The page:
Tips for helping a loved one with PTSD

  • Be patient and understanding. Getting better takes time so be patient with the pace of recovery and offer a sympathetic ear. A person with PTSD may need to talk about the traumatic event over and over again. This is part of the healing process, so avoid the temptation to tell your loved one to stop rehashing the past and move on.
  • Try to anticipate and prepare for PTSD triggers. Common triggers include anniversary dates; people or places associated with the trauma; and certain sights, sounds, or smells. If you are aware of what triggers may cause an upsetting reaction, you’ll be in a better position to offer your support and help your loved one calm down.
  • Don’t take the symptoms of PTSD personally. Common symptoms of post-traumatic stress disorder include emotional numbness, anger, and withdrawal. If your loved one seems distant, irritable, or closed off, remember that this may not have anything to do with you or your relationship.
  • Don’t pressure your loved one into talking. It is often very difficult for people with PTSD to talk about their traumatic experiences. For some, it can even make things worse. Never try to force your loved one to open up. Let the person know, however, that you’re there when and if he or she wants to talk.

More help for PTSD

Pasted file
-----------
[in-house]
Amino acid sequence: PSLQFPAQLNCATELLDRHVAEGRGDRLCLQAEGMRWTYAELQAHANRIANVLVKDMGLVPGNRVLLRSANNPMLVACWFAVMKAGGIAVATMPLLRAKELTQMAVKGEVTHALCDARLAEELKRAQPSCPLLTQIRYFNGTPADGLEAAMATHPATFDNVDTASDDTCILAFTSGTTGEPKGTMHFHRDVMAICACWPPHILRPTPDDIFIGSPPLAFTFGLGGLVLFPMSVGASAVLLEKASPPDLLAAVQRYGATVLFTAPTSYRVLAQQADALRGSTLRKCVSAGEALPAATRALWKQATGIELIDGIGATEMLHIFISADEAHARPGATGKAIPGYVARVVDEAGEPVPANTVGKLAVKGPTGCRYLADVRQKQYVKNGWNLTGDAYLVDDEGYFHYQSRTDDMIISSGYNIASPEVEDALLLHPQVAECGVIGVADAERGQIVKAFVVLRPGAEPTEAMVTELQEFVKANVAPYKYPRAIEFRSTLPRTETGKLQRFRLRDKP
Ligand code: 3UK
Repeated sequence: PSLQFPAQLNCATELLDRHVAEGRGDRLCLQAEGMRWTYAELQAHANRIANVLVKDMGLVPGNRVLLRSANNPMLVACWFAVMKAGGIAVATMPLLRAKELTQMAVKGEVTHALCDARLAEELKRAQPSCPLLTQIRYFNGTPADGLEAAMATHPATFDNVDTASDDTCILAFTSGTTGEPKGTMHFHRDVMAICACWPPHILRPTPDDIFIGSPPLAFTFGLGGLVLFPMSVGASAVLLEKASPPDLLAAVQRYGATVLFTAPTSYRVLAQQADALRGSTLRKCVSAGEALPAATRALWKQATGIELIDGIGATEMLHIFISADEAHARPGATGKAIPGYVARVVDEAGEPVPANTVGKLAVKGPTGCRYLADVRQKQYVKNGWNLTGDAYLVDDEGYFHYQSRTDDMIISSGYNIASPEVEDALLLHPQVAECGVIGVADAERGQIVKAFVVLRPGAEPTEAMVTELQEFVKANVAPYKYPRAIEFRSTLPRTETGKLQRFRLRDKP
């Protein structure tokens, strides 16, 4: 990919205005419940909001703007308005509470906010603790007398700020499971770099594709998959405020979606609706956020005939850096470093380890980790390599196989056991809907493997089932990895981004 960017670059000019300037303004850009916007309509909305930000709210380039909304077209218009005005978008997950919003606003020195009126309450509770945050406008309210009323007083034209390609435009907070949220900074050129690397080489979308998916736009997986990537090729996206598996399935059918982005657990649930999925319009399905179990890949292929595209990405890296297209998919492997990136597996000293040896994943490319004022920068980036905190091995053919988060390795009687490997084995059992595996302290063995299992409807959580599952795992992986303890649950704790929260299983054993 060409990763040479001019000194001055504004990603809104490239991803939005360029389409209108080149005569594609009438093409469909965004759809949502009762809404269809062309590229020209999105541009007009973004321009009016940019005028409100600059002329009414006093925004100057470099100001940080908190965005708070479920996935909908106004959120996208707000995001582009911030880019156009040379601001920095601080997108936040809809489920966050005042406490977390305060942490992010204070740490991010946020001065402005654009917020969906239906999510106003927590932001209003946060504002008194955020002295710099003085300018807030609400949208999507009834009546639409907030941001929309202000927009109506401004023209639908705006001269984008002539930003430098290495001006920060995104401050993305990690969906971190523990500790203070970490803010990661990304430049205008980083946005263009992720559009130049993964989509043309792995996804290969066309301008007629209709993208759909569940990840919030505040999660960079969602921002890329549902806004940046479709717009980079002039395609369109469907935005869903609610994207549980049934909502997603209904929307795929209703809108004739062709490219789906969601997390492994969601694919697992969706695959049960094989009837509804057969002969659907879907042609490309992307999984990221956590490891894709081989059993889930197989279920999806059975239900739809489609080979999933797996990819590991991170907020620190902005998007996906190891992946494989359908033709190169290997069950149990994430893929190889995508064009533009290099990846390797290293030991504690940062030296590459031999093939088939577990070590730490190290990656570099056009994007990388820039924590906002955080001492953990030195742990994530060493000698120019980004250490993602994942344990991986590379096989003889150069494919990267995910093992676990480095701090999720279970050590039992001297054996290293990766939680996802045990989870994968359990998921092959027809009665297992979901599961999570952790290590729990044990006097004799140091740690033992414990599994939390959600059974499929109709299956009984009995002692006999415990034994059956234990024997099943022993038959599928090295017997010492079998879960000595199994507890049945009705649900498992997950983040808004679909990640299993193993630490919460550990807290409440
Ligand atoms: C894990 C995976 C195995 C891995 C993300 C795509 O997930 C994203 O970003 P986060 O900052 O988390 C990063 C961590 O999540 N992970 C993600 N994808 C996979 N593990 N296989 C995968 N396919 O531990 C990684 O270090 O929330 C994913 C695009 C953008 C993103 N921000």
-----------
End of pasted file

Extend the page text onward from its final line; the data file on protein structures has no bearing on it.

PTSD and Trauma Help Center: With the right help and coping skills, you can overcome the effects of trauma and move on with your life.

Resources and references

General information about post-traumatic stress disorder (PTSD)

Post-Traumatic Stress Disorder News & Research – Overview of the latest research on PTSD, including its causes, risk factors, and promising new treatments. (National Institute of Mental Health)

Myths and Facts About PTSD – Learn the truth behind common misconceptions about PTSD. (Post-traumatic Stress Disorder Alliance)

Signs and symptoms of post-traumatic stress disorder (PTSD)

Post-Traumatic Stress Disorder Self-Test – Online self-test for PTSD to help you evaluate your symptoms. (Anxiety Disorders Association of America)

The Symptoms of Post-Traumatic Stress Disorder: Chronic and/or Delayed – Description of PTSD’s many symptoms, including withdrawal, avoidance, isolation, and flashbacks. (PTSD Support Services)

Common Reactions – Find information on some common reactions to trauma, including anger, nightmares, sleep problems, avoidance, and depression. (National Center for PTSD)

Treatment and self-help for post-traumatic stress disorder (PTSD)

Treatment of PTSD – Guide to the treatments for PTSD, including cognitive therapy, exposure therapy, and EMDR. (National Center for PTSD)

Self-Help and Coping – Series of articles on how to cope with PTSD in healthy ways that promote healing and recovery. (National Center for PTSD)

Helping a loved one with post-traumatic stress disorder (PTSD)